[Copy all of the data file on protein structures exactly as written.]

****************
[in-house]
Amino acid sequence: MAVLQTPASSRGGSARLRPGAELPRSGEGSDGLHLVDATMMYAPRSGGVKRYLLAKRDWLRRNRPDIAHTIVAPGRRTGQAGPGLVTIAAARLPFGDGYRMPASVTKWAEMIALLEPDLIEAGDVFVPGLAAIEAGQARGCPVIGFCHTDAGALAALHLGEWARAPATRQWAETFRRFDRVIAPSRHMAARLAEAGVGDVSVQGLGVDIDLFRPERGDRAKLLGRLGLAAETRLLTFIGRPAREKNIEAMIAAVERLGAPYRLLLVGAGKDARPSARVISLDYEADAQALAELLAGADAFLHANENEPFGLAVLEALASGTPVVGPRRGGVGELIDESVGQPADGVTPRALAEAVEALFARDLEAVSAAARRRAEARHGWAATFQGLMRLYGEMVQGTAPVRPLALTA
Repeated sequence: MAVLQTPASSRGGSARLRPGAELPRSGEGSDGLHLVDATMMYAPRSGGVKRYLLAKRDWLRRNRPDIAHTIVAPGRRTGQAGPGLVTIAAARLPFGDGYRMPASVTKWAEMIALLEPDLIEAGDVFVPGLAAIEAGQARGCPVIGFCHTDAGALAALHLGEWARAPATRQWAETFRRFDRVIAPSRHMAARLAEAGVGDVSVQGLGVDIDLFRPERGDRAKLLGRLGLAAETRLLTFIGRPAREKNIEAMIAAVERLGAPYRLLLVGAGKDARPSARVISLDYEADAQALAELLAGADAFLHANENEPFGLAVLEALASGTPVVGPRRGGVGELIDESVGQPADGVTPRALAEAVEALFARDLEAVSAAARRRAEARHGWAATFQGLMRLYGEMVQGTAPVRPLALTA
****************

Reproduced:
[in-house]
Amino acid sequence: MAVLQTPASSRGGSARLRPGAELPRSGEGSDGLHLVDATMMYAPRSGGVKRYLLAKRDWLRRNRPDIAHTIVAPGRRTGQAGPGLVTIAAARLPFGDGYRMPASVTKWAEMIALLEPDLIEAGDVFVPGLAAIEAGQARGCPVIGFCHTDAGALAALHLGEWARAPATRQWAETFRRFDRVIAPSRHMAARLAEAGVGDVSVQGLGVDIDLFRPERGDRAKLLGRLGLAAETRLLTFIGRPAREKNIEAMIAAVERLGAPYRLLLVGAGKDARPSARVISLDYEADAQALAELLAGADAFLHANENEPFGLAVLEALASGTPVVGPRRGGVGELIDESVGQPADGVTPRALAEAVEALFARDLEAVSAAARRRAEARHGWAATFQGLMRLYGEMVQGTAPVRPLALTA
Repeated sequence: MAVLQTPASSRGGSARLRPGAELPRSGEGSDGLHLVDATMMYAPRSGGVKRYLLAKRDWLRRNRPDIAHTIVAPGRRTGQAGPGLVTIAAARLPFGDGYRMPASVTKWAEMIALLEPDLIEAGDVFVPGLAAIEAGQARGCPVIGFCHTDAGALAALHLGEWARAPATRQWAETFRRFDRVIAPSRHMAARLAEAGVGDVSVQGLGVDIDLFRPERGDRAKLLGRLGLAAETRLLTFIGRPAREKNIEAMIAAVERLGAPYRLLLVGAGKDARPSARVISLDYEADAQALAELLAGADAFLHANENEPFGLAVLEALASGTPVVGPRRGGVGELIDESVGQPADGVTPRALAEAVEALFARDLEAVSAAARRRAEARHGWAATFQGLMRLYGEMVQGTAPVRPLALTA